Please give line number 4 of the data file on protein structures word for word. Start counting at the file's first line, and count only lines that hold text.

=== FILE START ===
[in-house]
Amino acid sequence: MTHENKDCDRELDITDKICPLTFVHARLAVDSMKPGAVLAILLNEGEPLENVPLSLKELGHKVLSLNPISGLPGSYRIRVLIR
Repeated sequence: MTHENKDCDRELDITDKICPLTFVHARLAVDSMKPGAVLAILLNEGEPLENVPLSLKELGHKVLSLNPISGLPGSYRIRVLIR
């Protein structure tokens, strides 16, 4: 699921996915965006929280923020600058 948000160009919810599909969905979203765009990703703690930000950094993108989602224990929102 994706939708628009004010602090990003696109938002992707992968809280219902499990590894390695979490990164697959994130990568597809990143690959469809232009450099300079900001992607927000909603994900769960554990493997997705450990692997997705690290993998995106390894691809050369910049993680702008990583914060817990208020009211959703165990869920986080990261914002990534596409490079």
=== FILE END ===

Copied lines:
């Protein structure tokens, strides 16, 4: 699921996915965006929280923020600058 948000160009919810599909969905979203765009990703703690930000950094993108989602224990929102 994706939708628009004010602090990003696109938002992707992968809280219902499990590894390695979490990164697959994130990568597809990143690959469809232009450099300079900001992607927000909603994900769960554990493997997705450990692997997705690290993998995106390894691809050369910049993680702008990583914060817990208020009211959703165990869920986080990261914002990534596409490079």